The DOE, which has a large backlog of applications, is reviewing them “as quickly and efficiently as possible,” says Julie Offner, a DOE loan-guarantee analyst.

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September 17, 2010 at 2:47 PM Leave a comment

Oil spill waste raises concerns in the gulf

Even though BP‘s busted well has stopped spewing oil, the disaster is still generating tons of soiled boom and other oily waste that federal and state laws allow to be buried at specially designated dumps, some near residential neighborhoods.

Officials in one Mississippi area, however, raised concerns about the magnitude and safety of the oil spill waste being buried nearby. On Thursday, Harrison County officials blocked it from being dumped in their community — potentially opening the door for others in the region to do the same.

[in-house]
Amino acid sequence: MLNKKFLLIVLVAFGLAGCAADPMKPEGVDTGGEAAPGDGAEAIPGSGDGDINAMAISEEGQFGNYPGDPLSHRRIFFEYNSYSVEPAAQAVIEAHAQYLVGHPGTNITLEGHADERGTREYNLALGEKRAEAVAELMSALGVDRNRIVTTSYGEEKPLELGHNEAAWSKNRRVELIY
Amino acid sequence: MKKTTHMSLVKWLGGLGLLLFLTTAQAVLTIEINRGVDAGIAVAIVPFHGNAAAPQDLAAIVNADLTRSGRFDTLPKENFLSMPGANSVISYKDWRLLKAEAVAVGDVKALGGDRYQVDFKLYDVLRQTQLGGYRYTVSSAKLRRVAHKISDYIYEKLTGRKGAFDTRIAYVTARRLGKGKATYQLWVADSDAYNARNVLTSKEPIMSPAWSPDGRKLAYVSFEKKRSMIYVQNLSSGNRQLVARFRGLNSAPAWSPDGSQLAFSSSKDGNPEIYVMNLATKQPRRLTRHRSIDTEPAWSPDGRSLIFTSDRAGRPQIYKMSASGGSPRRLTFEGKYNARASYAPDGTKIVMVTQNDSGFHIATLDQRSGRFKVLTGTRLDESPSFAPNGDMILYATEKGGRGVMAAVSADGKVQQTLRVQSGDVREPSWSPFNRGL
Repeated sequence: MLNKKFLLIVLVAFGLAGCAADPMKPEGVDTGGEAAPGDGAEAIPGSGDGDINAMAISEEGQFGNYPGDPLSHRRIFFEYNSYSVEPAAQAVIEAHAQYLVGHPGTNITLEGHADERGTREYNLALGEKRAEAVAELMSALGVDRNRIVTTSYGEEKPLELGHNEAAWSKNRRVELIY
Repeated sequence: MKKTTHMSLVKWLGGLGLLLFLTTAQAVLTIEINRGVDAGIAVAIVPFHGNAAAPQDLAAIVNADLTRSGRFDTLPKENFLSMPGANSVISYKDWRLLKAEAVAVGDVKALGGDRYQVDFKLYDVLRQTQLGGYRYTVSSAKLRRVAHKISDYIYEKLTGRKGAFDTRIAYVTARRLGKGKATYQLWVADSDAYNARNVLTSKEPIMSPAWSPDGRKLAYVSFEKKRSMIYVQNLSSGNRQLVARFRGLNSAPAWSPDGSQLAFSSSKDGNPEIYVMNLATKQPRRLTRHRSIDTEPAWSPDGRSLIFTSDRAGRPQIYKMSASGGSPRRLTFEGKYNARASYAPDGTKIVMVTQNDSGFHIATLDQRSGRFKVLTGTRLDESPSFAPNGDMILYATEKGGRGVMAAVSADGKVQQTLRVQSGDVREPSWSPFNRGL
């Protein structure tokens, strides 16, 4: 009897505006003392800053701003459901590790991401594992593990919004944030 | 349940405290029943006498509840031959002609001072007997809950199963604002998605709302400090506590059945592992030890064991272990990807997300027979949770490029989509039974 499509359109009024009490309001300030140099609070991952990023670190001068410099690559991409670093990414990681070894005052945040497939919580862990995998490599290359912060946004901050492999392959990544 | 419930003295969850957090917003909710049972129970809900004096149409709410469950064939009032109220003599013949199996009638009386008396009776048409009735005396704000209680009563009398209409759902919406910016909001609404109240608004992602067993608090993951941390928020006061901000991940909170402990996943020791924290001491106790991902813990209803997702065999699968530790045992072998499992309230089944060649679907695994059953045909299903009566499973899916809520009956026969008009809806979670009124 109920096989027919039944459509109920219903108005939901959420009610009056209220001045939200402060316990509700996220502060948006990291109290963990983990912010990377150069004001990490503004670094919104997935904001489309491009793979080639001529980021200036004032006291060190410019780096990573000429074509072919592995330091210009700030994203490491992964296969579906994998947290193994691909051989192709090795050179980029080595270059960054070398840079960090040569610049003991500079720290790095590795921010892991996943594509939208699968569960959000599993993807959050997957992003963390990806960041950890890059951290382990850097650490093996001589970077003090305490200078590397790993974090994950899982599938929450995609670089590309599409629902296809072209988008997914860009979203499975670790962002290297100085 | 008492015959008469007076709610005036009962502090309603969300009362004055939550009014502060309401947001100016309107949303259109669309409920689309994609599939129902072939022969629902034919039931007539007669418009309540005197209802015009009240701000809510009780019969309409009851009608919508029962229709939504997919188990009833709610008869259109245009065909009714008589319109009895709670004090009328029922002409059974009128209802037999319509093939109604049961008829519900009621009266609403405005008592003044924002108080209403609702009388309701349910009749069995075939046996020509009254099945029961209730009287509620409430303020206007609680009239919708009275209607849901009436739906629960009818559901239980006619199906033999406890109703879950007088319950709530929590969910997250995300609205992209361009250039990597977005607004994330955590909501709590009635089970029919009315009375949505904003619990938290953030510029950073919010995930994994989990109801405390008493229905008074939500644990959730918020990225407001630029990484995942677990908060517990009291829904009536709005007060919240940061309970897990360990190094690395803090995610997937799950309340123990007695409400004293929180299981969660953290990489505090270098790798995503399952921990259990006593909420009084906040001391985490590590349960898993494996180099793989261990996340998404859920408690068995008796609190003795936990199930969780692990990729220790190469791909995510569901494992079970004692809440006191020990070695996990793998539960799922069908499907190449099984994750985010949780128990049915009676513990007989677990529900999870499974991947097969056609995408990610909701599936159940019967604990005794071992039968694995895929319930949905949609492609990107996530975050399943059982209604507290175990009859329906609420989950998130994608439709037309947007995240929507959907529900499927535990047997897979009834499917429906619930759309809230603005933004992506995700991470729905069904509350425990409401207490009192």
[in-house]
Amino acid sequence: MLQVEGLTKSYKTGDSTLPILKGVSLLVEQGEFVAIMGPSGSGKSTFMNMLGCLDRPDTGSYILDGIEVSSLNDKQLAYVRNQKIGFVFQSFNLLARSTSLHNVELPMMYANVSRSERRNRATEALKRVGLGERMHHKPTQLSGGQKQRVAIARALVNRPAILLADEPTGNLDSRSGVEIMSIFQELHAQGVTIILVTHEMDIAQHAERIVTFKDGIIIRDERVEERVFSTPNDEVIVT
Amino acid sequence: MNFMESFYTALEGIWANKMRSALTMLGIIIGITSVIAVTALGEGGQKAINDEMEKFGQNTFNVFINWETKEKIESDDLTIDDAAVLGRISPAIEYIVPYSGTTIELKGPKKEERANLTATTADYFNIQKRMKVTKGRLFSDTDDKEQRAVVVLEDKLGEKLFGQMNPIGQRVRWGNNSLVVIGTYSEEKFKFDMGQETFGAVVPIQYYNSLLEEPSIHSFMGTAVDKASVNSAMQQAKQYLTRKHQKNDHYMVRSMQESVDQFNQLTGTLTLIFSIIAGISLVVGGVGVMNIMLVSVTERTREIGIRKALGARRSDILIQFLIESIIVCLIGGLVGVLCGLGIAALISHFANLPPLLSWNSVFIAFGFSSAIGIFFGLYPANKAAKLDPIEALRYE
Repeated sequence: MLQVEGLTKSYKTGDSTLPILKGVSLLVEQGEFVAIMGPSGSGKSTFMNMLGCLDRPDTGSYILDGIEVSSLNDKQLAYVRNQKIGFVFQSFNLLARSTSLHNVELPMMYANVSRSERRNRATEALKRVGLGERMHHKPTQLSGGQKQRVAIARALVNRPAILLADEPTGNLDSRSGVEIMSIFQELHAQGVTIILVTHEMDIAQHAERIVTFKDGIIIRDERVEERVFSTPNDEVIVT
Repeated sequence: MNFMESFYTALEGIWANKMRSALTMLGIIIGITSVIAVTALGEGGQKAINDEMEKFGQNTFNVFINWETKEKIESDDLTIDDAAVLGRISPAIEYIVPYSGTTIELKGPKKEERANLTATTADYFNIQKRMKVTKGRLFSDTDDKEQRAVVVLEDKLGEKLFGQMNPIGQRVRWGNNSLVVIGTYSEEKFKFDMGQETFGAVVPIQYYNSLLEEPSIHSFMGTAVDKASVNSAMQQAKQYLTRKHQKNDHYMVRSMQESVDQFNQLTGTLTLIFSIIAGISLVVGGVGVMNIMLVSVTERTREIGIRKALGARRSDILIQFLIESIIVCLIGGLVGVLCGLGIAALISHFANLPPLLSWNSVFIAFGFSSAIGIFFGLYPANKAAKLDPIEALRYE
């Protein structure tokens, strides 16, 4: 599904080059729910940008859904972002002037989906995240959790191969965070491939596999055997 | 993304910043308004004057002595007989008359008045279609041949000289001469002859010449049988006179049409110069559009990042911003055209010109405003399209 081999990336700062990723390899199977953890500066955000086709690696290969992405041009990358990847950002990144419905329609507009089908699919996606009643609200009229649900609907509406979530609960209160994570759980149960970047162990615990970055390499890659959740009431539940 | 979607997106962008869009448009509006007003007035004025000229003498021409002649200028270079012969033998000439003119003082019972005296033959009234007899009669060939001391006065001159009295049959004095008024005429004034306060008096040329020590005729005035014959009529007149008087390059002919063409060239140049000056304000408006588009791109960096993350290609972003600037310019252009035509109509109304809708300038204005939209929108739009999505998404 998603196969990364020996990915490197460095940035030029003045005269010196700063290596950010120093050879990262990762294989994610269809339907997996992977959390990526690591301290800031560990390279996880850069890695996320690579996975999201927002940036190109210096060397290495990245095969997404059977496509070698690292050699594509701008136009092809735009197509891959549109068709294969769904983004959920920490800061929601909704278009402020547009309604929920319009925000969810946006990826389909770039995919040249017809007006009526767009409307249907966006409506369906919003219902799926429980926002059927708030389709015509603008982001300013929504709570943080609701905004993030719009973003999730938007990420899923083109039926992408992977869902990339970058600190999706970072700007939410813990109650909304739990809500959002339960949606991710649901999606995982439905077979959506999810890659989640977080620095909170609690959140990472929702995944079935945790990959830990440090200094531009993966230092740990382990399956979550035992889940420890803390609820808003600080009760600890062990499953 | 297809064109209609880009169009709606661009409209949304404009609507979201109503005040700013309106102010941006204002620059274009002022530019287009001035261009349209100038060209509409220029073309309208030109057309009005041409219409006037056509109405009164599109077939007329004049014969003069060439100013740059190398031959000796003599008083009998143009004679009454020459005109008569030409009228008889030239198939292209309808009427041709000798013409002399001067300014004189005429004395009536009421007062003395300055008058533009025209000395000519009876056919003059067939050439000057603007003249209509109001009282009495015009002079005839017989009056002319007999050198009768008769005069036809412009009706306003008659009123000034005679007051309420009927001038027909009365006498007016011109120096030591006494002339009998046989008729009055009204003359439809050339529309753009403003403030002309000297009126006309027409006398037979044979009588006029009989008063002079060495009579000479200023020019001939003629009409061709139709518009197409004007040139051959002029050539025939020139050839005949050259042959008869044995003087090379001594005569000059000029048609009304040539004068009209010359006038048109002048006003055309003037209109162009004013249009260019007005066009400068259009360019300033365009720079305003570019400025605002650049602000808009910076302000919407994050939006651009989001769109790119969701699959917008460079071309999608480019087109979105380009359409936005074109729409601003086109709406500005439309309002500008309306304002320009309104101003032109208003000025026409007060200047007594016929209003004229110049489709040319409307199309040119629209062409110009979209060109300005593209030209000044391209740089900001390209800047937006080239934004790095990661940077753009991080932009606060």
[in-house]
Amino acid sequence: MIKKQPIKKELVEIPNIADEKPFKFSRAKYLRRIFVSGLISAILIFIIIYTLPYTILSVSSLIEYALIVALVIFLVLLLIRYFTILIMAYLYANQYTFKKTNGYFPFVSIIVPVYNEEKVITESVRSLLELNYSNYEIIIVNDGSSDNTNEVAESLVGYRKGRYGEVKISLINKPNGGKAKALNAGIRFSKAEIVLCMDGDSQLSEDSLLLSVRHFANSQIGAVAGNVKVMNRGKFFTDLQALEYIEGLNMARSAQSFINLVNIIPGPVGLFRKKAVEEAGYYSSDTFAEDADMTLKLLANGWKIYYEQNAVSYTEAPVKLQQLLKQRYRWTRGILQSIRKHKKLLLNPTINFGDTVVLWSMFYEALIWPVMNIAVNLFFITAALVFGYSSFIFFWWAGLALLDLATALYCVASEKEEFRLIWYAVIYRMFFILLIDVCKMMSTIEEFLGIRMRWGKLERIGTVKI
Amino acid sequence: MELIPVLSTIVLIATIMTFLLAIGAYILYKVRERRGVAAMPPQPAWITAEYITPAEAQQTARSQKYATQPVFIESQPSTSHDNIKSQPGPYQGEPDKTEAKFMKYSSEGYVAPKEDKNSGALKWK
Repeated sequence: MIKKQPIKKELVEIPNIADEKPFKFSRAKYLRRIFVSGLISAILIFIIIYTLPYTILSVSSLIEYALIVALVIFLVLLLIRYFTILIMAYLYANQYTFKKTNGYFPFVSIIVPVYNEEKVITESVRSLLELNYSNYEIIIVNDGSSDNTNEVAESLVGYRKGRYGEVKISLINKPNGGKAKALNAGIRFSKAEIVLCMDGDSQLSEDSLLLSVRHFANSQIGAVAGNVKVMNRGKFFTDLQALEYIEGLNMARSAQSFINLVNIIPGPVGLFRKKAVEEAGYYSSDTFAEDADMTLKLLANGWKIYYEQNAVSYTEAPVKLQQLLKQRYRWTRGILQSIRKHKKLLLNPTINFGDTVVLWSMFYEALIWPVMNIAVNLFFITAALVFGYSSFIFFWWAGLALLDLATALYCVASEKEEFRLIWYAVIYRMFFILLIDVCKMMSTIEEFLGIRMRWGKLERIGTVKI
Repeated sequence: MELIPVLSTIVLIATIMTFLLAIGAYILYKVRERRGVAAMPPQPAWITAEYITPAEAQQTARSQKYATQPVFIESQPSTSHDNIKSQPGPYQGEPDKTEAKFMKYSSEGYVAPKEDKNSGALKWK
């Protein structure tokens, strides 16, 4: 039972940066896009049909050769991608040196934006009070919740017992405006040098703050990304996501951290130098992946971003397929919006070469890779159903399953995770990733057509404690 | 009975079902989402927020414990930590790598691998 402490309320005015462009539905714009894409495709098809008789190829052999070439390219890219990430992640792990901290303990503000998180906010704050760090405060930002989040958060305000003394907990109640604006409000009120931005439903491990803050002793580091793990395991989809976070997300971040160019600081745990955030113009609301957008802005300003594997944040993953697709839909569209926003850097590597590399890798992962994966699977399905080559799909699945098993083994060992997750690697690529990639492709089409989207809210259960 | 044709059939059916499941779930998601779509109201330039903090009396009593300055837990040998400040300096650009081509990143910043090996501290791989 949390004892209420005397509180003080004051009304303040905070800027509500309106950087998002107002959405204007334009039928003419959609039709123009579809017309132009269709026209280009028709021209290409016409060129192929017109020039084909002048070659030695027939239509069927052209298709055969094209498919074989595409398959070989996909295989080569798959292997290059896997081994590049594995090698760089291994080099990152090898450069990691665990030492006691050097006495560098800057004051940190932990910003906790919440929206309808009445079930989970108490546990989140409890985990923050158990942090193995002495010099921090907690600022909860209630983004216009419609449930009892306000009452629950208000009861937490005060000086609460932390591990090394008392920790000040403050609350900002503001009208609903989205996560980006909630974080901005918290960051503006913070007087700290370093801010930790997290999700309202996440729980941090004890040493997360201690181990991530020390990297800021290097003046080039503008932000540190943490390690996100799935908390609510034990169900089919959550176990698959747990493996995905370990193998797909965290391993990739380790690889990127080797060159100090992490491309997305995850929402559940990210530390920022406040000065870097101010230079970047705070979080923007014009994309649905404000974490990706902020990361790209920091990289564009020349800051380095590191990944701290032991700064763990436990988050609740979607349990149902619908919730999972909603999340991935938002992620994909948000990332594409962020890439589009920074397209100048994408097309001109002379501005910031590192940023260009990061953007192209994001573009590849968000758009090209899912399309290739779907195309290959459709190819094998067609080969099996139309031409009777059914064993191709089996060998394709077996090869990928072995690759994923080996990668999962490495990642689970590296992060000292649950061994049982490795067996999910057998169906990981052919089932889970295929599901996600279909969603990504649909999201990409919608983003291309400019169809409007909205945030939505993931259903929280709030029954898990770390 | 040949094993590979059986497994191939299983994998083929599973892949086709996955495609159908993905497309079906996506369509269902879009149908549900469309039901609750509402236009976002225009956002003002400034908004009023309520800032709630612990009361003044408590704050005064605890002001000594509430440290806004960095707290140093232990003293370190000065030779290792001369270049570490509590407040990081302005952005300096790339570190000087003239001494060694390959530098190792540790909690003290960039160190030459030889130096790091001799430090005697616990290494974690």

County supervisors voted in June to stop BP from dumping waste at subcontractor Waste Management Inc.‘s Pecan Grove landfill in Pass Christian, Miss. When Waste Management balked, the county board commissioned independent testing of the waste and subpoenaed the company’s test results that reportedly showed it was not hazardous.

But rather than prolong the dispute, BP and Waste Management decided to stop dumping at Pecan Grove. The county, however, has continued with its waste testing and results are pending, said Tim Holleman, the county board’s attorney.

“Ultimately, I think people will raise the same issue elsewhere,” Holleman said.

A BP spokesman confirmed the agreement but defended the company’s waste management plan.